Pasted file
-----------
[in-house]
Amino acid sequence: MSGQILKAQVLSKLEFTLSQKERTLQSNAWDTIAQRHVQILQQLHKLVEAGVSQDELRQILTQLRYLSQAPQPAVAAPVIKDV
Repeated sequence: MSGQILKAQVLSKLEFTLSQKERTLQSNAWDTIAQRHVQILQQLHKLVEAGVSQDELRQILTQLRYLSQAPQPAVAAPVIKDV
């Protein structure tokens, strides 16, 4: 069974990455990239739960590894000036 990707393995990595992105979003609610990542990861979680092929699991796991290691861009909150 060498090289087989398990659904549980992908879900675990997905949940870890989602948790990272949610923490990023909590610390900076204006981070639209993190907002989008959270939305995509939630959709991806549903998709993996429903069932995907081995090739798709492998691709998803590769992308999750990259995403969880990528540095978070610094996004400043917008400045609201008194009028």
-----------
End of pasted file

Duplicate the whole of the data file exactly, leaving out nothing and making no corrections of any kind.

[in-house]
Amino acid sequence: MSGQILKAQVLSKLEFTLSQKERTLQSNAWDTIAQRHVQILQQLHKLVEAGVSQDELRQILTQLRYLSQAPQPAVAAPVIKDV
Repeated sequence: MSGQILKAQVLSKLEFTLSQKERTLQSNAWDTIAQRHVQILQQLHKLVEAGVSQDELRQILTQLRYLSQAPQPAVAAPVIKDV
């Protein structure tokens, strides 16, 4: 069974990455990239739960590894000036 990707393995990595992105979003609610990542990861979680092929699991796991290691861009909150 060498090289087989398990659904549980992908879900675990997905949940870890989602948790990272949610923490990023909590610390900076204006981070639209993190907002989008959270939305995509939630959709991806549903998709993996429903069932995907081995090739798709492998691709998803590769992308999750990259995403969880990528540095978070610094996004400043917008400045609201008194009028």